5FILMS

I CAN’T WAIT TO SEE

NOW Magazine - TIFF - - FILM FESTIVAL PREVIEW - By RAD­HEYAN SI­MON­PIL­LAI

As far as I’m con­cerned, TIFF of­fers two dis­tinct plea­sures: dis­cov­er­ing films that may never ap­pear on a Toronto screen again, and catch­ing an early peak at ti­tles ear­marked for Os­car glory. When plan­ning my cal­en­dar, I like to mix it up be­tween the two.

The Master

True to the ti­tle of his lat­est en­ter­prise, writer/di­rec­tor Paul Thomas An­der­son is a master of films about mod­ern mas­culin­ity, where men de­fine them­selves through their ca­reers. There was Mark Wahlberg’s porn star in Boo­gie Nights, Tom Cruise’s sex guru in Mag­no­lia, and Daniel DayLewis’s oil ty­coon in There Will Be Blood. In The Master, PTA reg­u­lar Philip Seymour Hoff­man stars as an L. Ron Hub­bard-like cult leader, with Joaquin Phoenix as his emotionally un­sta­ble pupil. See it for the glo­ri­ous 70mm pre­sen­ta­tion, its Os­car chances (a sure bet since Har­vey We­in­stein will en­gi­neer buzz) or Phoenix’s re­turn to act­ing with­out irony (after the I’m Still Here shenani­gans). Ei­ther way, I’m there. Septem­ber 7, 9 pm, Princess of Wales; Septem­ber 8, 3:15 pm, and Septem­ber 16, 6 pm, TIFF Bell Light­box 1

Zay­toun

Eran Rik­lis’s The Hu­man Re­sources Man­ager was among my favourite ti­tles at TIFF 2010, yet it never played here again. So no way am I go­ing to miss his lat­est about an Is­raeli fighter pi­lot ( Stephen Dorff) shot down over Le­banon who finds his way out with the help of a Pales­tinian boy. Rik­lis, who di­rected The Syr­ian Bride and Le­mon Tree, tack­les Mid­dle East­ern prob­lems with an absurdist and hu­man­ist touch. Dorff’s pres­ence is a bit mys­ti­fy­ing, but I’ll give him the ben­e­fit of the doubt after his res­o­nant turn in Sofia Cop­pola’s Some­where. Septem­ber 9, 6 pm, TIFF Bell Light­box 1; Septem­ber 11, 9:30 pm, Sco­tia­bank 2; Septem­ber 16, 3: 45 pm, TIFF Bell Light­box 2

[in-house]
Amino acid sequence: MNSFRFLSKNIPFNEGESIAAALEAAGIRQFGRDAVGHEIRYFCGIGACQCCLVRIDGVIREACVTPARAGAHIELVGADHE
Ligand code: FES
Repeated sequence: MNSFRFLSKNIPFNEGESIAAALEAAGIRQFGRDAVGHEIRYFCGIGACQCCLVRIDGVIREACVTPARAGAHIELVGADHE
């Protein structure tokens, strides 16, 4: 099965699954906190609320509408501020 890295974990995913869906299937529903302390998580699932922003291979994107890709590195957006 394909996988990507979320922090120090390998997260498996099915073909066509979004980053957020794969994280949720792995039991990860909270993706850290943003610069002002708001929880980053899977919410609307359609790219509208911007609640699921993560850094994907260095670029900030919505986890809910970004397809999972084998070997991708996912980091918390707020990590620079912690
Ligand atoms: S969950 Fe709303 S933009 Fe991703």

The Place Beyond The Pines

Ryan Gosling plays a stunt rider who moon­lights as a bank rob­ber, which sounds like a re­peat of Drive, a movie that was all su­per­fi­cial style pos­ing as post­mod­ernist art. But I have faith in di­rec­tor Derek Cian­france, whose de­but, Blue Valen­tine (also with Gosling), showed prom­ise. Cian­france’s sopho­more out­ing, with Bradley Cooper and Eva Men­des, should pro­vide a much more sub­stan­tial drive through thriller ter­ri­tory. Septem­ber 7, 6 pm, Princess of Wales; Septem­ber 8, 11 am, Ry­er­son The­atre

Spring Break­ers

James Franco sports corn­rows and a grill and Justin Bieber’s girl­friend is along for the ride in the lat­est from off-kil­ter di­rec­tor Har­mony Korine. I could pre­tend I’m ex­cited about Korine’s re­turn, but re­ally I just want to see Franco do some very bad things to Se­lena Gomez. Septem­ber 7, 6 pm, Ry­er­son The­atre; Septem­ber 9, 3 pm, and Septem­ber 14, 9 pm, Bloor

Byzan­tium

In­ter­view With The Vam­pire di­rec­tor Neil Jor­dan takes another bite out of the genre in Byzan­tium. Play­ing Nos­fer­atu’s min­ions are Saoirse Ro­nan, fresh from kick­ing ass in Hanna, and sexy for­mer Bond girl Gemma Arter­ton, a tal­ent in need of bet­ter movies. Septem­ber 9, 9 pm, Ry­er­son The­atre; Septem­ber 11, 11 am, El­gin; Septem­ber 15, 9 pm, Bloor

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